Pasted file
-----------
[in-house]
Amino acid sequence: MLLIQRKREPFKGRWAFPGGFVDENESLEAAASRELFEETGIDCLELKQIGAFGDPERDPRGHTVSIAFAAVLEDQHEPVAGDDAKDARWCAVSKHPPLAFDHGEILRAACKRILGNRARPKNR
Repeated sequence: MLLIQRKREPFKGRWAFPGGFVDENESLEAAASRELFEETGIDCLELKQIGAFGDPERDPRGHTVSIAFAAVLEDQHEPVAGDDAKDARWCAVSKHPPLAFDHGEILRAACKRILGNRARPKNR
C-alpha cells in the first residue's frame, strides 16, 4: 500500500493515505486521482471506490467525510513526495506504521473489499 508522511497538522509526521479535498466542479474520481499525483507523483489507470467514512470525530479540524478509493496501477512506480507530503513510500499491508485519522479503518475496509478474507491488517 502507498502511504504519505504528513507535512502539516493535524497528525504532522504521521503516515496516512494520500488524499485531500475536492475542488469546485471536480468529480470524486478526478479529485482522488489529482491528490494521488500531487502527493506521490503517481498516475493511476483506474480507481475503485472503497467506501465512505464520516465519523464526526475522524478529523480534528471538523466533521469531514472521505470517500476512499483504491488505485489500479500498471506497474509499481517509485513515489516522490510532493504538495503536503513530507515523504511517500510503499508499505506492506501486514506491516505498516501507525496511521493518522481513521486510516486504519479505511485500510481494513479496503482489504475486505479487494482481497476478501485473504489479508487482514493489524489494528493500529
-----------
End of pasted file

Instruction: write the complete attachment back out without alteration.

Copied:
[in-house]
Amino acid sequence: MLLIQRKREPFKGRWAFPGGFVDENESLEAAASRELFEETGIDCLELKQIGAFGDPERDPRGHTVSIAFAAVLEDQHEPVAGDDAKDARWCAVSKHPPLAFDHGEILRAACKRILGNRARPKNR
Repeated sequence: MLLIQRKREPFKGRWAFPGGFVDENESLEAAASRELFEETGIDCLELKQIGAFGDPERDPRGHTVSIAFAAVLEDQHEPVAGDDAKDARWCAVSKHPPLAFDHGEILRAACKRILGNRARPKNR
C-alpha cells in the first residue's frame, strides 16, 4: 500500500493515505486521482471506490467525510513526495506504521473489499 508522511497538522509526521479535498466542479474520481499525483507523483489507470467514512470525530479540524478509493496501477512506480507530503513510500499491508485519522479503518475496509478474507491488517 502507498502511504504519505504528513507535512502539516493535524497528525504532522504521521503516515496516512494520500488524499485531500475536492475542488469546485471536480468529480470524486478526478479529485482522488489529482491528490494521488500531487502527493506521490503517481498516475493511476483506474480507481475503485472503497467506501465512505464520516465519523464526526475522524478529523480534528471538523466533521469531514472521505470517500476512499483504491488505485489500479500498471506497474509499481517509485513515489516522490510532493504538495503536503513530507515523504511517500510503499508499505506492506501486514506491516505498516501507525496511521493518522481513521486510516486504519479505511485500510481494513479496503482489504475486505479487494482481497476478501485473504489479508487482514493489524489494528493500529